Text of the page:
Traditionally, visibility measured using instruments such as the Vaisala FD12P is represented by Vk, as mentioned earlier. Currently, some numerical weather prediction (NWP) models also forecast Vk, but no systematic way of forecasting RVR has been fully developed. This is partly due to the fact that RVR prediction not only depends on atmospheric extinction (β), but also on runway light intensity (I) and background light (BL), which are very difficult to forecast. This will be discussed in more detail later. In this paper, new parameterizations that can be used to forecast RVR under snow, rain, and fog conditions will be developed and tested using direct observations of RVR and visibility collected at Toronto Pearson International Airport (CYYZ) during the Canadian Airport Nowcasting (CAN-Now) research project (Isaac et al. 2011).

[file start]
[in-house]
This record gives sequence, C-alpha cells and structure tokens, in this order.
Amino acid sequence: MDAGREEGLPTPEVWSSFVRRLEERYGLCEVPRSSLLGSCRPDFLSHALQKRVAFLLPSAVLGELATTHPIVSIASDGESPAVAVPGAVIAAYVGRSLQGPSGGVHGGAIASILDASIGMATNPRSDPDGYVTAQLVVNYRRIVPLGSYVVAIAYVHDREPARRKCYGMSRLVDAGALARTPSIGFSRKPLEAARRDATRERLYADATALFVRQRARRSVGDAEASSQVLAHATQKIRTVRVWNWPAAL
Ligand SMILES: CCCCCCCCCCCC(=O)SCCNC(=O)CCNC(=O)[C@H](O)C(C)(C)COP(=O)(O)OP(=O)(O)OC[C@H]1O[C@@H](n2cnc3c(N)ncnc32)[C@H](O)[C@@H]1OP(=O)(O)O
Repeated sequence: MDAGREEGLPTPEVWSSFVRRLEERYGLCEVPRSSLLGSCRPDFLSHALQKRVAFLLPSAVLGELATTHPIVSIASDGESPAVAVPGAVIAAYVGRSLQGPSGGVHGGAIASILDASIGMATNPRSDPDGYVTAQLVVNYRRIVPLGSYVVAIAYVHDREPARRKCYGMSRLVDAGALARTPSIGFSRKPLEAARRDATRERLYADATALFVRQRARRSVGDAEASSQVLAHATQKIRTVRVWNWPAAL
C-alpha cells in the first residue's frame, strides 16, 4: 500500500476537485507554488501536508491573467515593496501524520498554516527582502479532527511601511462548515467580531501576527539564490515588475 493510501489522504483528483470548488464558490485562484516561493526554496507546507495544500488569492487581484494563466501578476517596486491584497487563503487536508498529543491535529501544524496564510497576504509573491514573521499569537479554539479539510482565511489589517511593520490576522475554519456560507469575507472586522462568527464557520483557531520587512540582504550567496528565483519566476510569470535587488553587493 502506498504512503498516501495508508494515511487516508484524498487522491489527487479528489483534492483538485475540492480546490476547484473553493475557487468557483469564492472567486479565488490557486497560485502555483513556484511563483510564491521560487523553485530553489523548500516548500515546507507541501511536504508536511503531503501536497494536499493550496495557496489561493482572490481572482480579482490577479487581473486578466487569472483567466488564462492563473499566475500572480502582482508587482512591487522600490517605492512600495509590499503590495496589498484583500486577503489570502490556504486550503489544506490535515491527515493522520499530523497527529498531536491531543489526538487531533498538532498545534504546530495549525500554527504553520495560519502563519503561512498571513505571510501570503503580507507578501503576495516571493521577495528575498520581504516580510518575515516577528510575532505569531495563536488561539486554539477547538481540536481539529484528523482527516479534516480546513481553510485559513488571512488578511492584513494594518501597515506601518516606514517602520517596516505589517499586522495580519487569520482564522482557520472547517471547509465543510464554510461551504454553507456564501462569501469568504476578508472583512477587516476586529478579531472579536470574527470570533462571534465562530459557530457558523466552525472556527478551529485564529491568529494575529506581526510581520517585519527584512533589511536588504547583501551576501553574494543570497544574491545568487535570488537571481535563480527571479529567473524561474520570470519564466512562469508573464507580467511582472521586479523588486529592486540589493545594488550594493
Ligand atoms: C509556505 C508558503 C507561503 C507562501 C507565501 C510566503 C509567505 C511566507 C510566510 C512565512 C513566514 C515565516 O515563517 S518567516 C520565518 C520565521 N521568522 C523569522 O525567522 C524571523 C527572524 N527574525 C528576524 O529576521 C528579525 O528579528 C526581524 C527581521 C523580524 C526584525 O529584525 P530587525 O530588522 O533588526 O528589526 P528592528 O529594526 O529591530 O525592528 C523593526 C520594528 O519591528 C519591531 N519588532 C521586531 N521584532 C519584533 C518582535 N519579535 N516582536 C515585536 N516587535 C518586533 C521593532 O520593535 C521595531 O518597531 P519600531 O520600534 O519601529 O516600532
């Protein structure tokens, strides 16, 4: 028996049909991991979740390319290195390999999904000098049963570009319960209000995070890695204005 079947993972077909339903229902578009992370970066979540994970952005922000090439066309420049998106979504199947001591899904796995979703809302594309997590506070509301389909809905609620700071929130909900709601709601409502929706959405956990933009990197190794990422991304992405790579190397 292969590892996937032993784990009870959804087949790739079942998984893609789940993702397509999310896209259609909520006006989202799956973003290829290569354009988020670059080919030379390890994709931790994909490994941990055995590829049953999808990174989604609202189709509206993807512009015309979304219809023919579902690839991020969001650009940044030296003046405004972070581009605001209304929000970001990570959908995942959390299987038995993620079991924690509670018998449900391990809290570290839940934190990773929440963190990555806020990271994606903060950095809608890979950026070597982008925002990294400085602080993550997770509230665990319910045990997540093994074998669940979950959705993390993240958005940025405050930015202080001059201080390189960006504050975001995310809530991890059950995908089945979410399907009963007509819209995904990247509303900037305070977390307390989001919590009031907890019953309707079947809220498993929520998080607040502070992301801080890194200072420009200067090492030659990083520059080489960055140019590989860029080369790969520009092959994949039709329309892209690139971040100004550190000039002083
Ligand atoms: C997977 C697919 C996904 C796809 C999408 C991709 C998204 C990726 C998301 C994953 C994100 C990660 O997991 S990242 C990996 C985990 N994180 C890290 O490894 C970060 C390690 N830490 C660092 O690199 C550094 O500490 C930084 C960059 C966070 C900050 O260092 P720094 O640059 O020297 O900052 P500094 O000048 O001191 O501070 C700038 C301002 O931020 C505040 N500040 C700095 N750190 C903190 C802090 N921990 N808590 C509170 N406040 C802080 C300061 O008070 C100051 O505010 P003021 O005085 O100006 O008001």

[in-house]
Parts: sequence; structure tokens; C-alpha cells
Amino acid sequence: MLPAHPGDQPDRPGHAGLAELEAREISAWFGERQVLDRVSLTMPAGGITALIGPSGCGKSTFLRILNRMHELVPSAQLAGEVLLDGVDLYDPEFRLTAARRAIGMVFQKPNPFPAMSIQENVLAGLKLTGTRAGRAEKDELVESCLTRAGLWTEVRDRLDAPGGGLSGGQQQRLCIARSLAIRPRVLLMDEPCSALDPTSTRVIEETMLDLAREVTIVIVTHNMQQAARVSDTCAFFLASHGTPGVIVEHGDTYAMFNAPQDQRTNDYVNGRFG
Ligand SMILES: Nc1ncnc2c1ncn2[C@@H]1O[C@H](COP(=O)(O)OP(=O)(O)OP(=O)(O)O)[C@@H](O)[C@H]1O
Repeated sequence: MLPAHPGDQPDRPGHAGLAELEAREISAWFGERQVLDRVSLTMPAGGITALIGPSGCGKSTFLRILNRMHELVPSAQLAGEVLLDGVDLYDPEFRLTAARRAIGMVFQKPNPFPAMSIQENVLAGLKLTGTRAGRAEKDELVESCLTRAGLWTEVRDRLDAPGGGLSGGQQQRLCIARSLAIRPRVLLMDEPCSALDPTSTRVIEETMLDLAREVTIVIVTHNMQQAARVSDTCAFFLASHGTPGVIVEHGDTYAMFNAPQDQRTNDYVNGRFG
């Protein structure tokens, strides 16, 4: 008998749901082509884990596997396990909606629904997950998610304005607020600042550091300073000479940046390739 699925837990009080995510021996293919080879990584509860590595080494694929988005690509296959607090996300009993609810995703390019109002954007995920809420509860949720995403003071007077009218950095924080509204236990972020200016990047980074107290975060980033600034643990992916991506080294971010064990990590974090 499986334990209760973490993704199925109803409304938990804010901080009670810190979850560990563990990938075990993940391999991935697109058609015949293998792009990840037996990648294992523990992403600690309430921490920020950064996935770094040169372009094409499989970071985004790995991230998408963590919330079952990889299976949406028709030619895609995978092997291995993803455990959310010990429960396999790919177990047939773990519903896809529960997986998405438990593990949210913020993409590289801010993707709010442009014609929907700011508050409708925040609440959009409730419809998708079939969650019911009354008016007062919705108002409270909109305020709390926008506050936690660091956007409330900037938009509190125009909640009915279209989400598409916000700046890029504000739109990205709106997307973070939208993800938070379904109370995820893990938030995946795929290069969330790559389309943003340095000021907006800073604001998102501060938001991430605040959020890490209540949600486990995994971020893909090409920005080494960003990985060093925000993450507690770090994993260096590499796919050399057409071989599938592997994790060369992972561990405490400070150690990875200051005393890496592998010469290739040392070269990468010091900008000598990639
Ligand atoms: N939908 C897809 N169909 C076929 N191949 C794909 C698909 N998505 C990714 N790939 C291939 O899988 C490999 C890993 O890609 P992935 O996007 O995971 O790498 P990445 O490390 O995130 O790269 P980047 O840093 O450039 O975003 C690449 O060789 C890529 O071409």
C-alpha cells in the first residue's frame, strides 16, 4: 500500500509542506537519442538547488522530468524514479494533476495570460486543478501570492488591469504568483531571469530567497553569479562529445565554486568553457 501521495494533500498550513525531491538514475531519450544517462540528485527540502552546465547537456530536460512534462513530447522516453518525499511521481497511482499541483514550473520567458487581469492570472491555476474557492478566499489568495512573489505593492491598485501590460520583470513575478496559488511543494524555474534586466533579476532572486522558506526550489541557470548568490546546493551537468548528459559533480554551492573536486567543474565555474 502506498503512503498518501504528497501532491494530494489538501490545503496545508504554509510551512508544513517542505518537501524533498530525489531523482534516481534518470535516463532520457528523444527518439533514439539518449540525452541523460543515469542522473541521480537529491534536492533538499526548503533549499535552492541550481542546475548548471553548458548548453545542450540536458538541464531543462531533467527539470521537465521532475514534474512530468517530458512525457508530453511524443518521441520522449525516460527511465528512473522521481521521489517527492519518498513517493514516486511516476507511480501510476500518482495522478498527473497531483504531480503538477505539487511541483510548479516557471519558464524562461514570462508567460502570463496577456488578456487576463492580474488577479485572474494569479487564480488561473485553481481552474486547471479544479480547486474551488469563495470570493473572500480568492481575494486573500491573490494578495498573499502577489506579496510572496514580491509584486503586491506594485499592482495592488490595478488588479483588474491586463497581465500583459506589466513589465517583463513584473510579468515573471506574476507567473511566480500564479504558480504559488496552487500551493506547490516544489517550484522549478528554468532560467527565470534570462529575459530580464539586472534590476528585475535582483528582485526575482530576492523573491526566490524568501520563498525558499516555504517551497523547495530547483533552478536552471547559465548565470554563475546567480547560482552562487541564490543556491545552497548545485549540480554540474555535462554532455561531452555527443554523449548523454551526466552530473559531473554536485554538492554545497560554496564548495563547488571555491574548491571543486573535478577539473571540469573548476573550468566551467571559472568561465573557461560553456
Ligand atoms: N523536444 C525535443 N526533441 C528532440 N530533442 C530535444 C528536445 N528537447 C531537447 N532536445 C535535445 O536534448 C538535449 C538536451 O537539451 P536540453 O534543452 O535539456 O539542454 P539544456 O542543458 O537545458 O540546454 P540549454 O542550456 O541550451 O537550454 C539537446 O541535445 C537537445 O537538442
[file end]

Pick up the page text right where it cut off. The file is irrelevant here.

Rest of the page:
Runway visual range, visibility, precipitation intensity, and other standard meteorological observation data were collected at CYYZ, Ontario, Canada, starting in 2007 as part of the CAN-Now project. The main CAN-Now instrument site is shown in Fig. 1. RVR data are measured at all runway locations indicated in Fig. 1 and reported every 5 min in real time on the NAV CANADA aviation weather website (http://atm.navcanada.ca/atm/iwv/CYYZ). Hourly and subhourly weather observations were reported by an observer. The data presented in this paper were collected in the periods from November to December 2009, January to April 2010, and January to May 2011.
The instruments at the CAN-Now site include a Campbell Scientific CR3000 (CR3k) data acquisition system equipped with a relative humidity (RH) and air temperature (T) probe (HMP45C212). The FD12P measures precipitation, precipitation type, and visibility, and is also equipped with an LM21 that measures BL (see Boudala and Isaac 2009 for further description of the instrument). The accuracy of the RH probe at 20°C is ±2% (for RH = 0%–90%) and ±3% (for RH = 90%–100%). The accuracy of temperature measurement is ±0.1% (for T = −50° to 50°C).